177471 Floriculture Industry: Thorns without Borders

Monday, October 27, 2008: 3:30 PM

Martin Donohoe, MD, FACP , School of Community Health, Portland State University, Lake Oswego, OR
On Valentine's Day, anniversaries, and throughout the year, lovers buy the objects of their affection cut flowers, many of which come from the developing world and are grown under unhealthy conditions involving multiple labor rights violations. Most buyers are unaware that in gifting their lovers with these aesthetically-beautiful symbols, they are supporting industries which adversely impact global health, through the utilization of forced labor (which sometimes involves children), human rights abuses, environmental degradation, and adverse health consequences (via over-exposure to toxic pesticides). This session reviews labor rights violations and the health, environmental, and human rights consequences associated with the production of cut flowers. Recommendations to improve the safety of production standards are offered. National and international movements and agreements designed to curb abuses (including US involvement in such agreements) will be reviewed, and an agenda for education, activism and policy change developed.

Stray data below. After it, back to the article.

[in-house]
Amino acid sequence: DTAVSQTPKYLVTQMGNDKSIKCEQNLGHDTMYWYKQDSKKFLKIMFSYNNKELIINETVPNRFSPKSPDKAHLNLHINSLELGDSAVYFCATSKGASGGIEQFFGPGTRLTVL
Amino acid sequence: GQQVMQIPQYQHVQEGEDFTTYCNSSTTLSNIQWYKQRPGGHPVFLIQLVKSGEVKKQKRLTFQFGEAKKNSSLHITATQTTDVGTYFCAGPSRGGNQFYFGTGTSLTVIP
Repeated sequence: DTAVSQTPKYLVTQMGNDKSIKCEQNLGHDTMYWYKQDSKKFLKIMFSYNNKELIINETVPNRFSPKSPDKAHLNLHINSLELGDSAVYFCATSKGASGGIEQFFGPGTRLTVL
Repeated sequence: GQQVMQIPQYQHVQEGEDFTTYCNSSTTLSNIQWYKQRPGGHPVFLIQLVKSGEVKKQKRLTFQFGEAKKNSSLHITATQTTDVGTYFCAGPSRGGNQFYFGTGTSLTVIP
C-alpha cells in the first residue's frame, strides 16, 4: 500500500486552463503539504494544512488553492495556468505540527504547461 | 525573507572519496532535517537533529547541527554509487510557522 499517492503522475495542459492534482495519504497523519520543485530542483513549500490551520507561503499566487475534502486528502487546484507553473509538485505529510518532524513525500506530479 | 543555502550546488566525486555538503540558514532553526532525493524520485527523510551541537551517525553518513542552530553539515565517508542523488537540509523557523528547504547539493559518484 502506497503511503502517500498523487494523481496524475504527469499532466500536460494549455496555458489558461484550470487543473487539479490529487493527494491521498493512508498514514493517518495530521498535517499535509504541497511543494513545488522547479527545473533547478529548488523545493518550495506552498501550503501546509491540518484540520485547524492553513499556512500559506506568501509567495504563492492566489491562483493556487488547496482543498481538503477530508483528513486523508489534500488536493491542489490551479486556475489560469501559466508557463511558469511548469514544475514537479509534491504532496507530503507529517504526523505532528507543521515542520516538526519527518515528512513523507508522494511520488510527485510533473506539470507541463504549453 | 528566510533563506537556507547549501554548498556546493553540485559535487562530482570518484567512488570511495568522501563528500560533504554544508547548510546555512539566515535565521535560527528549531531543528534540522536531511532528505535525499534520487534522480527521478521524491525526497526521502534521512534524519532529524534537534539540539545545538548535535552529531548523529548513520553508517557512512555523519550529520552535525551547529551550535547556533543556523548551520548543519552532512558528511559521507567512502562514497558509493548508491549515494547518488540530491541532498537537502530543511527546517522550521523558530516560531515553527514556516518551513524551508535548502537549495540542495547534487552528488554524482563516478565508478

Learning Objectives:
Explain labor rights issues relevant to the international floriculture industry Discuss the economics of the international floriculture industry Explain the health, environmental, and human rights consequences of floriculture Recognize the role of women and children in floriculture Describe the major health consequences of pesticide exposure Discuss labor rights issues and national and international campaigns and treaties relevant to floriculture

Keywords: Labor, Social Justice

Presenting author's disclosure statement:

Qualified on the content I am responsible for because: I researched this talk and am solely responsible for its content.
Any relevant financial relationships? No

I agree to comply with the American Public Health Association Conflict of Interest and Commercial Support Guidelines, and to disclose to the participants any off-label or experimental uses of a commercial product or service discussed in my presentation.